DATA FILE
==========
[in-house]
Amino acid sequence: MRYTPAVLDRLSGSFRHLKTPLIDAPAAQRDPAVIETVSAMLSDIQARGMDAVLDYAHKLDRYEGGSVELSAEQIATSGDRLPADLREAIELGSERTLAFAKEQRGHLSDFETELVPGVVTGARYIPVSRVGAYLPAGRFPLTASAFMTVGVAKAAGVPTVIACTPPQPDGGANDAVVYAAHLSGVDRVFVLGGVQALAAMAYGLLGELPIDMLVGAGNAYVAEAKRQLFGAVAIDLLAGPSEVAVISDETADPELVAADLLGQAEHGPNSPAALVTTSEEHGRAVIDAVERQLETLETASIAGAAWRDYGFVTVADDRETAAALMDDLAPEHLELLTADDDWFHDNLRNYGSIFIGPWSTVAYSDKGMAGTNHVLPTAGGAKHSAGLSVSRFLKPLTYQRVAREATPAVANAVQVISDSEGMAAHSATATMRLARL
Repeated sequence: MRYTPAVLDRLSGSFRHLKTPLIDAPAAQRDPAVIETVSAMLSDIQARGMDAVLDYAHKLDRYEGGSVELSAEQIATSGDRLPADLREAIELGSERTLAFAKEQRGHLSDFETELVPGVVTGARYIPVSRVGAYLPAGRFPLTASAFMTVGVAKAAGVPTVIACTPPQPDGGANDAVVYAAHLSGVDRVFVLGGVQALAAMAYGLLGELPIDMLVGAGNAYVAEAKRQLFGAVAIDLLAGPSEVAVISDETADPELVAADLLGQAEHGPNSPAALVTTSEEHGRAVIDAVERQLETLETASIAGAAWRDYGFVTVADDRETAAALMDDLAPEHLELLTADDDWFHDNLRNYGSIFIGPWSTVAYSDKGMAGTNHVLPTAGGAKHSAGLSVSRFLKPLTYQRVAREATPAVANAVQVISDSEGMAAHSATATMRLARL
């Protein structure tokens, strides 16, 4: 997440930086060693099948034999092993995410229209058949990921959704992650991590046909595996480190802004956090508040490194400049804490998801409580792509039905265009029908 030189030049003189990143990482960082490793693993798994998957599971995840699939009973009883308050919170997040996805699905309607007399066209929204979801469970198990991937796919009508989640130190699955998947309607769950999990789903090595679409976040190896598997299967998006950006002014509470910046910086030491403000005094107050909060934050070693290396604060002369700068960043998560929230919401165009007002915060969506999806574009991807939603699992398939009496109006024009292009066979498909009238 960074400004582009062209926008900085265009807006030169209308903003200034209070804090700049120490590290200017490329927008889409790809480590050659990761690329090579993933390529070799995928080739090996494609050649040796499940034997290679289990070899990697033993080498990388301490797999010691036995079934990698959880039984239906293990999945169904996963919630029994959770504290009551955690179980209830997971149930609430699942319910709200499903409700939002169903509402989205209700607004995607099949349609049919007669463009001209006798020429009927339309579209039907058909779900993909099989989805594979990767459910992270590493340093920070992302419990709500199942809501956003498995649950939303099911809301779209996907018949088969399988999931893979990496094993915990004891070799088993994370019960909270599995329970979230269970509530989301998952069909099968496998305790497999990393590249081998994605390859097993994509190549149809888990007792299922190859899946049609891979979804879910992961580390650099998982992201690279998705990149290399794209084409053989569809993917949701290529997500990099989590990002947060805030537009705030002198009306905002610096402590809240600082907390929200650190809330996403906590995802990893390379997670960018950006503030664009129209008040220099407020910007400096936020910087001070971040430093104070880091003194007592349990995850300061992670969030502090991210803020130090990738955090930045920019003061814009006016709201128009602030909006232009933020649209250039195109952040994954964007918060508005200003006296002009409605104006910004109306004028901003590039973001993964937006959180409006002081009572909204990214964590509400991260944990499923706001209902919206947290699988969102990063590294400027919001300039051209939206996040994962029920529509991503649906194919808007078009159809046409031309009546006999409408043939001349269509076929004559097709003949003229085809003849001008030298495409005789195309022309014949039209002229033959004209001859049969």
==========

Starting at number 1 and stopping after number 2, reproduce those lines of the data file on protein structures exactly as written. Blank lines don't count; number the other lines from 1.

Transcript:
[in-house]
Amino acid sequence: MRYTPAVLDRLSGSFRHLKTPLIDAPAAQRDPAVIETVSAMLSDIQARGMDAVLDYAHKLDRYEGGSVELSAEQIATSGDRLPADLREAIELGSERTLAFAKEQRGHLSDFETELVPGVVTGARYIPVSRVGAYLPAGRFPLTASAFMTVGVAKAAGVPTVIACTPPQPDGGANDAVVYAAHLSGVDRVFVLGGVQALAAMAYGLLGELPIDMLVGAGNAYVAEAKRQLFGAVAIDLLAGPSEVAVISDETADPELVAADLLGQAEHGPNSPAALVTTSEEHGRAVIDAVERQLETLETASIAGAAWRDYGFVTVADDRETAAALMDDLAPEHLELLTADDDWFHDNLRNYGSIFIGPWSTVAYSDKGMAGTNHVLPTAGGAKHSAGLSVSRFLKPLTYQRVAREATPAVANAVQVISDSEGMAAHSATATMRLARL